Murder in the Sky

This evening I stepped out the back door to feed the animals before tucking them in for the night, and I was met with an amazing sight: dozens upon dozens of crows flying over the back yard, swooping, squawking and following their ancient instincts to flock together before darkness settled the land. I stood watching, the gusts of wind blowing my hair, as the endless line of birds flew into the distance only to be replaced with more birds, coming from away.

This was not the first time I saw this number of crows fly over our property coming on dusk. It seems to be a regular occurrence these days. Two days ago while working at the new fence, my mind completely immersed in hitting the nail on the head and not my finger, I had looked up and saw the sky filled with the black birds.

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I was shooting crows this past weekend.

CrowI’ve been feeding crows for more than a dozen years. They’re interesting creatures, ones who’ll attack eagles in the sky yet race away from starlings as the small birds protect their nests. Crows are clever birds, and can use simple tools to complete tasks. They even have a unique flock name: murder.

When it comes to crows, people either love ‘em or hate ‘em. The haters usually dislike the large black birds because too many times they’ve looked out to find their garbage ripped apart and strewn about by the scavengers. I’ve never been one of those victims and probably never will be since my crows know where their feeding ground is and because I never throw away any type of food in the garbage. If it can’t be fed to the chickens and can’t be composted, I throw it to the crows.

Bologna, wieners, pasta, cake, dried cookies…you name it; they get it. It’s a great way to dispose of food instead of putting it in the garbage. My crows are usually at the feeding ground as soon as they see me approach with my offering. They call in their friends and family to share in the feast.

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Brain Freeze on a Frosty Morning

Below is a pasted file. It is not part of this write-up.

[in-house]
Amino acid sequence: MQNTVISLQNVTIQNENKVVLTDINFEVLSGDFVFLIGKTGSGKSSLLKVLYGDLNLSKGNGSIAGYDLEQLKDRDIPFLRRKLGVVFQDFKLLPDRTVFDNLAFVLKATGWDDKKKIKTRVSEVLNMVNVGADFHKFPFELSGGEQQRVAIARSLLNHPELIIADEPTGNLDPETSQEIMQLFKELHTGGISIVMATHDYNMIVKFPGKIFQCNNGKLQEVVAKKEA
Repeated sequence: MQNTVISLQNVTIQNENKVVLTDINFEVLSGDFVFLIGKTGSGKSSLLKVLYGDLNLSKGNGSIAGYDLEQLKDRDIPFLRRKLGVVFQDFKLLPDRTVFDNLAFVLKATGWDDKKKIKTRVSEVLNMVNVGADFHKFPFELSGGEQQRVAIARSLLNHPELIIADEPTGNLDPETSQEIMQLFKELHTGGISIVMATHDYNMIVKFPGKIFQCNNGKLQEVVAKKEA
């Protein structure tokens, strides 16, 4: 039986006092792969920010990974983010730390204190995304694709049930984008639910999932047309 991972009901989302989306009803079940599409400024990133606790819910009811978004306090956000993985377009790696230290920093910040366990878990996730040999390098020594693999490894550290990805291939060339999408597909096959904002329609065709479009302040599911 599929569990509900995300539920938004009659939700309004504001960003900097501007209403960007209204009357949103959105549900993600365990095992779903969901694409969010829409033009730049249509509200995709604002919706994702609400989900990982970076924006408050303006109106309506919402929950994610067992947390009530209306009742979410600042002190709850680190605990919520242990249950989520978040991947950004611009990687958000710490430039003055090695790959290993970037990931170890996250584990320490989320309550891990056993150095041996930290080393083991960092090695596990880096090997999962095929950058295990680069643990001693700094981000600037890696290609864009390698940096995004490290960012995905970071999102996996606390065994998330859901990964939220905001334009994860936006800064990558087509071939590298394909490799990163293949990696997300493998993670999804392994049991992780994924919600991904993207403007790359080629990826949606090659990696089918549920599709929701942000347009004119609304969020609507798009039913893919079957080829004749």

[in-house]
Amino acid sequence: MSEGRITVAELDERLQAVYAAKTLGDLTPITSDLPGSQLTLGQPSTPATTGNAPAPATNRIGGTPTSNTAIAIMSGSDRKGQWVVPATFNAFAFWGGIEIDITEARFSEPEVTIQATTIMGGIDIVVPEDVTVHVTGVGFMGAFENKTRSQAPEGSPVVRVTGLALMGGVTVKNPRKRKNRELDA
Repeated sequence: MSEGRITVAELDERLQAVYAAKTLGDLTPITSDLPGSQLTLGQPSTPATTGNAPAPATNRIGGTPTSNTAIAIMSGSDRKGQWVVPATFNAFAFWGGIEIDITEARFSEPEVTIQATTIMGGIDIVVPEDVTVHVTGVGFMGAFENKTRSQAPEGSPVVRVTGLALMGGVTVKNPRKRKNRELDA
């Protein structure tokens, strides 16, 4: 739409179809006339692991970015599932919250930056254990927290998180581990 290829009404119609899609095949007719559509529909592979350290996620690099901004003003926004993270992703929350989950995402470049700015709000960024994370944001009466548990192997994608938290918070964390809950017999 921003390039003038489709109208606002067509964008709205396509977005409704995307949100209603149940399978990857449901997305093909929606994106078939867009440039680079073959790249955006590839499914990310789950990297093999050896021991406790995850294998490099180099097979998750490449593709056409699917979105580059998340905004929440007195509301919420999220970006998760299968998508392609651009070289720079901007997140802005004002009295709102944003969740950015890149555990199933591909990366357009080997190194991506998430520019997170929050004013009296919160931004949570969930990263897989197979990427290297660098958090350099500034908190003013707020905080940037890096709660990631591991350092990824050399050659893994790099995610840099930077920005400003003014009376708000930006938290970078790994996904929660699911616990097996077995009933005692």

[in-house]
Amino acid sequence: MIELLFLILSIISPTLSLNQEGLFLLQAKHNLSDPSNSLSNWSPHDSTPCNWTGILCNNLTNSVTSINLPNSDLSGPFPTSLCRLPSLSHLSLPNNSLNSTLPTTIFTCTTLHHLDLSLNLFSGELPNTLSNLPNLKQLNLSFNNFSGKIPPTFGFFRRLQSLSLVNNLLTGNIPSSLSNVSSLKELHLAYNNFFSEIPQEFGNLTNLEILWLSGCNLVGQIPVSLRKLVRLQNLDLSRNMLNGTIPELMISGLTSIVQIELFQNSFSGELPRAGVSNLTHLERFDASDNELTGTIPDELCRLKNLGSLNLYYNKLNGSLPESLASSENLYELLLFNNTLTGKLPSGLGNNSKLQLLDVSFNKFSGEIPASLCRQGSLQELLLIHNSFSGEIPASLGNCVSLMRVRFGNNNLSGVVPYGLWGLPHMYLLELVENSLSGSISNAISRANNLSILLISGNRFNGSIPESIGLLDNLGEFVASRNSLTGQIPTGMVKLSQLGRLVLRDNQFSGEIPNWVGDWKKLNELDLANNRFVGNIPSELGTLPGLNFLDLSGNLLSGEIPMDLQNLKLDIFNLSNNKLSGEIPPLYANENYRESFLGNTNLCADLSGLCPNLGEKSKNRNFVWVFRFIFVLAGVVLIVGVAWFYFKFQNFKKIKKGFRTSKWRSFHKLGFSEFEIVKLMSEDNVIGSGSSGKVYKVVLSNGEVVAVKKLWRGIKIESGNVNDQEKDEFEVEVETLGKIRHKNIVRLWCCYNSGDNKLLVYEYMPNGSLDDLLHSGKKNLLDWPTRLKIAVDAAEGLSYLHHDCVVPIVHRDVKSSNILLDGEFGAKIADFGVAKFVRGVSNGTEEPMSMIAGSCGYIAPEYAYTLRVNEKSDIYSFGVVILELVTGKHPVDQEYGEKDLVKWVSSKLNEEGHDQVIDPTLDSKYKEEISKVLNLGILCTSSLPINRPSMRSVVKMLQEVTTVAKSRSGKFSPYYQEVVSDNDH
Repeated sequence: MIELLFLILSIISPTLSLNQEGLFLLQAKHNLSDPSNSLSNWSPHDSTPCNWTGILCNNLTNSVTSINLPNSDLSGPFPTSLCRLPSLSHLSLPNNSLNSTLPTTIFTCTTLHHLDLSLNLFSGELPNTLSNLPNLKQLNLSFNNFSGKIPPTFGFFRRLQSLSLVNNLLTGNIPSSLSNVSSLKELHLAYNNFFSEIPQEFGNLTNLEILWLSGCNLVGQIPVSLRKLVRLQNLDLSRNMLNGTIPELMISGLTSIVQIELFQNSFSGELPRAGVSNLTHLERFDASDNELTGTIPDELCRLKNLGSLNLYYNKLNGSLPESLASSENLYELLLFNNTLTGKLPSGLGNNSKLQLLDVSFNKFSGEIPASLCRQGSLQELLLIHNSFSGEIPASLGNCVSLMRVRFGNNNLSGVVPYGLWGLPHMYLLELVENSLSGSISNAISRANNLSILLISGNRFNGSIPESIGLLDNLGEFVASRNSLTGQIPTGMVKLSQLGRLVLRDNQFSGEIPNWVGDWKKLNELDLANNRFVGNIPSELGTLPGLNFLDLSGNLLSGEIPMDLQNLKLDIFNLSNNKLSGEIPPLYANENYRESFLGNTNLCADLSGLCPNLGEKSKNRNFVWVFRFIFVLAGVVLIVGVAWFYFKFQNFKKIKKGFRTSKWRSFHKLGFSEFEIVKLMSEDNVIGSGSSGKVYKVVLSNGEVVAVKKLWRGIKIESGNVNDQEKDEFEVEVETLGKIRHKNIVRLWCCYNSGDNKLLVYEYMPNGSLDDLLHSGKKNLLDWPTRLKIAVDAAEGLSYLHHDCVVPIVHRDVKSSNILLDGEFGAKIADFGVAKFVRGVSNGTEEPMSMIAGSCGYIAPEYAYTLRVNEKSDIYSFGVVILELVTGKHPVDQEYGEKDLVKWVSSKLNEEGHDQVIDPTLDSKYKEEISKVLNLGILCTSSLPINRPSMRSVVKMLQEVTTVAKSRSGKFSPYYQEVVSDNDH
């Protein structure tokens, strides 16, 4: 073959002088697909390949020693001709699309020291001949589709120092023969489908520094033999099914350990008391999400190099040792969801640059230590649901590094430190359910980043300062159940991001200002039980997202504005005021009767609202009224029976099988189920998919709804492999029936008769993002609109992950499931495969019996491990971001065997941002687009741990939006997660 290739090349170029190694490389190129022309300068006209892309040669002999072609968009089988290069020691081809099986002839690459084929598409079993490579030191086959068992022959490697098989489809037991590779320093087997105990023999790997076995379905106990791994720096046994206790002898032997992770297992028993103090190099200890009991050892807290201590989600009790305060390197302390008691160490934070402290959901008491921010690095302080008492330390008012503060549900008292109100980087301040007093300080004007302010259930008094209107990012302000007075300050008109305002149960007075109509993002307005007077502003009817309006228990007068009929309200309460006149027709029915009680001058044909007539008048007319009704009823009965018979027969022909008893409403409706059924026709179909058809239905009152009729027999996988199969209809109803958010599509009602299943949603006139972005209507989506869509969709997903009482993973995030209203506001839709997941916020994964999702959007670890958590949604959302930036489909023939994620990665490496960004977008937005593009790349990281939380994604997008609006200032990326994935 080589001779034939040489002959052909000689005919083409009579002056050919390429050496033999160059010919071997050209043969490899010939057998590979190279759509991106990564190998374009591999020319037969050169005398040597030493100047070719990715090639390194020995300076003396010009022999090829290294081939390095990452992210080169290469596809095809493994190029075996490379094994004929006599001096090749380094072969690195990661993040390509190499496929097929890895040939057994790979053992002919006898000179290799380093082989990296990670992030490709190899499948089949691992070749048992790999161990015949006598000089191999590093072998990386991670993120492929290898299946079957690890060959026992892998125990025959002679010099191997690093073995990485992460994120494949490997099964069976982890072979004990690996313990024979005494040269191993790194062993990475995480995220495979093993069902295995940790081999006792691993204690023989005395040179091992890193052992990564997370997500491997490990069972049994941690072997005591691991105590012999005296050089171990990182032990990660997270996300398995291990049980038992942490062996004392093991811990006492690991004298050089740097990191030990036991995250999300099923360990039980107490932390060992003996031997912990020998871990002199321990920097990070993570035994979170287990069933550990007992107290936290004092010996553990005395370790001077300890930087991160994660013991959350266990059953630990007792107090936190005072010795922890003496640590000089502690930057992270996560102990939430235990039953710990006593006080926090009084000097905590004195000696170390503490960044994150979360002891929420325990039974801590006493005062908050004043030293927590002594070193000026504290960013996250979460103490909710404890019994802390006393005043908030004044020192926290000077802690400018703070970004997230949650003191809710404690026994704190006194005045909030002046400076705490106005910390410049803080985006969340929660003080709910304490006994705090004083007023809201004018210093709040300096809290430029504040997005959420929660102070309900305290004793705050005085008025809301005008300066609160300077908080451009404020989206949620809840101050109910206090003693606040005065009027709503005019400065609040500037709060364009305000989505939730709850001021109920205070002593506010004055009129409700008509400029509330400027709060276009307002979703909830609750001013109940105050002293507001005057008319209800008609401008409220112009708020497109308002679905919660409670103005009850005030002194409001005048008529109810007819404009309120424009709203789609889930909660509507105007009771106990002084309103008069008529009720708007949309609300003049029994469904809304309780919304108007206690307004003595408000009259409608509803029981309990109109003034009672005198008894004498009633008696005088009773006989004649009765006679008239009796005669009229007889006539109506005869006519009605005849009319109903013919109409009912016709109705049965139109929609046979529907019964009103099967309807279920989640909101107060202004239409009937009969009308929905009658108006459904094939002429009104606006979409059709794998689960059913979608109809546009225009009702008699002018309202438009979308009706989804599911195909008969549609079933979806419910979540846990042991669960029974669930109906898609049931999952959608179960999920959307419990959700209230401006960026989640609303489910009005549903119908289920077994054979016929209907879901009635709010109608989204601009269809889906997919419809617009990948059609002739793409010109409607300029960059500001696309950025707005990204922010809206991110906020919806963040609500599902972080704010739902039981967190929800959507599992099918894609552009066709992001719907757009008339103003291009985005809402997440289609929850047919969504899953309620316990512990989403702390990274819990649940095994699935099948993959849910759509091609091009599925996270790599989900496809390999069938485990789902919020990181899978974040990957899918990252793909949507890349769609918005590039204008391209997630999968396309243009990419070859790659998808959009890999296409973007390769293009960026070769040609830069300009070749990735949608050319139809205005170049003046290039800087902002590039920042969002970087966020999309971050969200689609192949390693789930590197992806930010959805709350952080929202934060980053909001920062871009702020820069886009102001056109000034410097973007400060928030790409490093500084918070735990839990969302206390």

Diane Lynn Tibert
Frosty mornings reveal a crow’s true colours.

Something caught my attention this morning while filling the bird feeder at the kitchen window; a crow with a grey collar. No, the crow wasn’t carrying a collar; it was wearing it. Let me clarify this further. It wasn’t a collar that could be removed. It was a collar of grey feathers.

 

The crow swooped by the window so quick, a glimpse was all I managed. I cocked my head, stared out at the frosty branch tips of the trees and reviewed my memory files, trying to remember if I had seen such a thing before. No, I hadn’t.

I stretched my neck to see if the strange crow had landed where I throw food for these feathered friends. It hadn’t. No surprise, I hadn’t yet tossed the green bread or left-over pancake outside.

Then, from across the field, the crow with the distinguished grey collar flew in and landed on the large evergreen beside the driveway. I stared at it. I was in awe. I had never seen a crow like that before. The two-inch wide grey feathers flowed neatly into the black feathers and completely encircled its neck.

Another crow flew in and perched on a branch just above Mr. Grey Collar. I leaned toward the window and squinted in the early morning light. That crow had grey feathers, too, except his were covering the entire back of his head. Another crow flew in. You guessed it; he, too, wore grey feathers.

All these grey-feathered crows began the cogs turning in my head. Regardless of what my eyes told my brain, it wouldn’t believe them. My brain wanted more information. So I stared and I watched and I observed, looking this way and that. Then I saw it; the rays of the morning sun sparkled on the grey feathers. Squinting more, I realised the feathers weren’t grey at all. They were frost covered. Given the -20 degree temperature, this was plausible.

After more watching, I realised my latest observations proved my hypothesis correct. Mr. Grey Collar was really Mr. Frosty Neck. I finished filling the bird feeder, hung it and the suet in the trees, then threw out the bread and pancake for the frosty crows.

Receiving a critique from someone is a lot like these frosty crows – sometimes it takes thought and observation to see the truth.

Two friends and I exchange short writing passages weekly. Sometimes when I receive a critique, I express my disapproval by throwing my arms in the air, doing laps around the kitchen and blurting out things. If I really disagree, I close the message and go on to something else, trying to forget about it.

After time has passed, I return to the message, reading it with a more opened mind. Sometimes I’ll agree with the suggestions. Other times I see why the suggestions won’t work. And then there’s that stubborn streak that won’t let me accept a change because I really – for some reason – want it the way I wrote it.

But just like that grey-collared crow, my brain won’t accept my answer. Something keeps needling me every time I read over the passage I refused to change for no good reason. In the end, I usually give in to the original suggestion.

After almost three years of exchanging critiques, I think I’ve finally got this stubborn thing under control . . . almost